bird tick community

Dieter Heylen1, Hein Sprong2, Erik Matthysen1
1University of Antwerp, Belgium; 2National Institute for Public Health and
Environment (RIVM), the Netherlands

We examined the Borrelia burgdorferi s.l. circulation in a tick community consisting of three species (Ixodes ricinus, I. frontalis, I. arboricola) with contrasting ecologies, but sharing a common host: the great tit (Parus major), one of the most common birds of gardens and woodlands. While this bird is the principal host for the specialized nidicolous tick I. arboricola, it is one of many hosts for the generalists I. frontalis and I. ricinus. We found evidence that all the three tick species have a potential to contribute to the maintenance of Borrelia infections in P. major. Field data show that the birds hosted Borrelia-infected larvae of both I. frontalis and I. ricinus, indicating the facilitation of Borrelia transmission by the bird. The low, but significant numbers of Borrelia in unfed I. arboricola ticks collected from bird nest boxes, provide the first field data showing that it is competent in maintaining Borrelia over long periods of time. Aside from the known avian genospecies (B. garinii and B. valaisiana), several less dominant genospecies were observed in all three ticks, including mammalian genospecies (B. afzelii, B. burgdorferi s.s. and B. spielmanii) and a first record of B. turdi for North-Western Europe. In a laboratory experiment, we show that P. major selectively facilitates the transmission of different Borrelia strains. We imitated the natural situation during the bird's post-fledging period, in which juvenile birds are repeatedly exposed to infected I. ricinus nymphs. Birds developed systemic infections of the avian genospecies, while they showed a low transmission competence for the mammalian genospecies. However, a low number of birds were permissive for B. afzelii strains. In a second experiment, we also show successful Borrelia infection and trans-stadial transmission in the bird-specialized I. frontalis and I. arboricola, however, the infected ticks were not able to transmit the Borrelia to a next host. 5th Symposium BWDS: Spatial Approach of Wildlife Diseases Seroprevalence of Mycoplasma gallisepticum in wild crows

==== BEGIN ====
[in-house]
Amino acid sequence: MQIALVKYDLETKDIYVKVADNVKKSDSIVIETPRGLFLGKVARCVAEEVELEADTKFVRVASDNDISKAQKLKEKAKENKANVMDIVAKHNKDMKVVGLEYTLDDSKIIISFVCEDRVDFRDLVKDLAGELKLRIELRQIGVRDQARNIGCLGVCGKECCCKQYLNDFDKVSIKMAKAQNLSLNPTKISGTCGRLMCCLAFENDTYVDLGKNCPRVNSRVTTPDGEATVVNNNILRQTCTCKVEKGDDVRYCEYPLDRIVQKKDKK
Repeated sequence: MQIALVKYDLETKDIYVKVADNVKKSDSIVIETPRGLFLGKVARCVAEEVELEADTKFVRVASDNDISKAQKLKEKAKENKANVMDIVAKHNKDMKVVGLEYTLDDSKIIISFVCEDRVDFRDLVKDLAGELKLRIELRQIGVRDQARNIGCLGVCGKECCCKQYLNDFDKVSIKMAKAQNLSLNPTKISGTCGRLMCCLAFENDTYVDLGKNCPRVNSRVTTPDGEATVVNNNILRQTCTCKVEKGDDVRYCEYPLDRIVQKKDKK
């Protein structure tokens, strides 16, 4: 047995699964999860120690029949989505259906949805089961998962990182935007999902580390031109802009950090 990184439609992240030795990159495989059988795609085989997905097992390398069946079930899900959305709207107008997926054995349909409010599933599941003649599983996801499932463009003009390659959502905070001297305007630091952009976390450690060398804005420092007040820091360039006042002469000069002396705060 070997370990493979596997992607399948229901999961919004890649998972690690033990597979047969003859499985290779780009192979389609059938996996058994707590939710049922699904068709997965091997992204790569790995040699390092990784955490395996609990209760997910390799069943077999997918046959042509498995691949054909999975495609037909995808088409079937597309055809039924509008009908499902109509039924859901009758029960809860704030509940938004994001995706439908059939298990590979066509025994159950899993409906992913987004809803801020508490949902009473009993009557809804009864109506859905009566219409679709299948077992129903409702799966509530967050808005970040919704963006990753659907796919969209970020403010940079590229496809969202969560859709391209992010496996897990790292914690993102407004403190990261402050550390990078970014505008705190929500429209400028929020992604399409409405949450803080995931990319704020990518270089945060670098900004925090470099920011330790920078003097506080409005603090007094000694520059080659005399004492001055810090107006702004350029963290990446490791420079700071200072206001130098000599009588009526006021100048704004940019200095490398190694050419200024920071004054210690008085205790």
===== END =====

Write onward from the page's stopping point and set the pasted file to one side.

and geese in Belgium

Tinne Michiels1, Bénédicte Lambrecht2, An Martel3, Patrick Butaye1,3
1Department of Foodborne bacterial zoonoses and antimicrobial resistance,
Veterinary and Agrochemical Research Centre, Brussels , Belgium; 2Department of
Avian Virology and Immunology viral diseases, Veterinary and Agrochemical
Research Centre, Brussels, Belgium; 3Department of Pathology, Bacteriology and
Avian diseases, Faculty of Veterinary medicine, Ghent University, Merelbeke,

Mycoplasma gallisepticum is the causative agent of chronic respiratory disease (CRD) in chickens. CRD is characterized by coughing, nasal discharge, sinusitis and severe lesions on the air sacs. Economic losses, due to a decrease in weight gain and egg production, are significant. Moreover, breeder flocks that are infected with M. gallisepticum have to be culled. Mycoplasma species are host restricted but infections with M. gallisepticum, which occur mostly in chickens, also have been detected in other bird species (reservoirs) such as pheasants, partridges, peacocks, ducks, wild turkeys, and house finches. The aim of this study was to investigate whether there were other reservoirs for M. gallisepticum in wildlife. Therefor we analyzed serum samples of wild crows and geese for the presence of antibodies against M. gallisepticum. In 2012, blood samples of wild geese were collected in Belgium. Samples from Canada geese (Branta canadensis) and Greylag geese (Anser anser) were tested. Samples from carrion crows (Corvus corone) were also collected in 2012. We obtained a total of 192 blood samples of acceptable quality to analyze the presence of antibodies against M. gallisepticum. Ninety-six samples were from crows and 96 were from geese. Antibodies were detected using a Blocking Enzyme Immunosorbent Assay (Svanovir® MG-Ab). Results were read using a photometer at 450 nm. All samples of both wild crows and geese were negative. In this study, it seems like wild crows and geese do not play an important role in the spread of M. gallisepticum in Belgium. However, further investigation in other wild birds is ongoing. Acks: T. Michiels is supported by the Federal Public Service of Health, Food Chain Safety and Environment (RCO-6752 MYCOPLASMA). The study was funded by the Federal Agency for the Safety of the Food Chain. The authors thank Didier Vangeluwe (Belgian Ringing Centre, Royal Belgian Institute for Natural Sciences, Belgium) for providing the samples. 5th Symposium BWDS: Spatial Approach of Wildlife Diseases Spatial descriptive analysis of 2012 winter colony mortality in
Belgian honeybees

Sophie Roelandt1, Estelle Meroc1, Flavien, Riocreux1, Dirk de Graaf2, Kim Bach
Nguyen3, Bénédicte Verhoeven4, Marc Dispas1, Stefan Roels1, Yves Van der Stede1

1Veterinary and Agrochemical Research Centre (CODA-CERVA), Belgium;